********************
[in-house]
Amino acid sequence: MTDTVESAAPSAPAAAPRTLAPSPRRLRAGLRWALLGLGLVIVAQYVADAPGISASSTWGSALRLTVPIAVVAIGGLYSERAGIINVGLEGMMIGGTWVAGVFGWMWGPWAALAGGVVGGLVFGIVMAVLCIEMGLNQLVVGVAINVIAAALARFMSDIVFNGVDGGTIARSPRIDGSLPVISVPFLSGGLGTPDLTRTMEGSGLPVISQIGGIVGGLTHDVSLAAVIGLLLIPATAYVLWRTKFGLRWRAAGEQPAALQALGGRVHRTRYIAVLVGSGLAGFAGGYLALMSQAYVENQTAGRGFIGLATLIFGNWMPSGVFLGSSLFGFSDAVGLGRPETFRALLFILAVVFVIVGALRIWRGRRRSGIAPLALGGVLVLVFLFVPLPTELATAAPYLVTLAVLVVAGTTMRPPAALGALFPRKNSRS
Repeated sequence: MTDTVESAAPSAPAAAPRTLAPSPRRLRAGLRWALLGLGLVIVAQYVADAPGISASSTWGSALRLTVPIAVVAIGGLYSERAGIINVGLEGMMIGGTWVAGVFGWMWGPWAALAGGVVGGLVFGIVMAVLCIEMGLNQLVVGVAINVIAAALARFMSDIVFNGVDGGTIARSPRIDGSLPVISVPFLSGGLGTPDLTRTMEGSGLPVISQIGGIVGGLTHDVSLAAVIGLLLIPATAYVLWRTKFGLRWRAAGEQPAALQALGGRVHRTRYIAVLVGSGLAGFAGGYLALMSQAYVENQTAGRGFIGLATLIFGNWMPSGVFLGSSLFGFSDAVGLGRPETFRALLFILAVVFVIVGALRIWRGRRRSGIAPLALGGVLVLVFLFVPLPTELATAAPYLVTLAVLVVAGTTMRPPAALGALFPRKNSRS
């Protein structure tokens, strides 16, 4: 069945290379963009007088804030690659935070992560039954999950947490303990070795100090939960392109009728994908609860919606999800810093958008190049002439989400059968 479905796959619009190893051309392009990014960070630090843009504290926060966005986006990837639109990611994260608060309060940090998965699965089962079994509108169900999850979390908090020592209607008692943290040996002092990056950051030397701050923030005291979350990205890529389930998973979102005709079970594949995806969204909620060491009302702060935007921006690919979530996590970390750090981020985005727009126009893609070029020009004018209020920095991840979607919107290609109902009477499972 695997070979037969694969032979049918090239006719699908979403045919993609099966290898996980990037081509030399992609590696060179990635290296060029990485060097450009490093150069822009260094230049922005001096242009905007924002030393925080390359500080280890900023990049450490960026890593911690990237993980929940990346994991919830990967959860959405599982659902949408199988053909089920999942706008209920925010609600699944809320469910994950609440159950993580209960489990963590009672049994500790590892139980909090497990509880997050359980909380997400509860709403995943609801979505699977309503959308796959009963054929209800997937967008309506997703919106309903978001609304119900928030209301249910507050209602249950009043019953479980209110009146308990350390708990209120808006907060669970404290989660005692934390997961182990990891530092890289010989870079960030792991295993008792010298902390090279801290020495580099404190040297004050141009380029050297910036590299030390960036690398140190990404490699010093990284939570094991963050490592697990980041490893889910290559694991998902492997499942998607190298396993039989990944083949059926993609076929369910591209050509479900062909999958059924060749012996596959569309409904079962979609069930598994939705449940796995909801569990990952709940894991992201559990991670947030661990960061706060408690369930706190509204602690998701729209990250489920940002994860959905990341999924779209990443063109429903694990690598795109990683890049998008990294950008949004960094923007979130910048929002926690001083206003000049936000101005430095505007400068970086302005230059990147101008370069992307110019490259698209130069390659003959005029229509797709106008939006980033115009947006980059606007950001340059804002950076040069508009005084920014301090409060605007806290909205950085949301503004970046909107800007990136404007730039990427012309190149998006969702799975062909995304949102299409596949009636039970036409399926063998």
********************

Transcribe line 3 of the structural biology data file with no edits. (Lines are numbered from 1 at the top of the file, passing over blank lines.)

Repeated sequence: MTDTVESAAPSAPAAAPRTLAPSPRRLRAGLRWALLGLGLVIVAQYVADAPGISASSTWGSALRLTVPIAVVAIGGLYSERAGIINVGLEGMMIGGTWVAGVFGWMWGPWAALAGGVVGGLVFGIVMAVLCIEMGLNQLVVGVAINVIAAALARFMSDIVFNGVDGGTIARSPRIDGSLPVISVPFLSGGLGTPDLTRTMEGSGLPVISQIGGIVGGLTHDVSLAAVIGLLLIPATAYVLWRTKFGLRWRAAGEQPAALQALGGRVHRTRYIAVLVGSGLAGFAGGYLALMSQAYVENQTAGRGFIGLATLIFGNWMPSGVFLGSSLFGFSDAVGLGRPETFRALLFILAVVFVIVGALRIWRGRRRSGIAPLALGGVLVLVFLFVPLPTELATAAPYLVTLAVLVVAGTTMRPPAALGALFPRKNSRS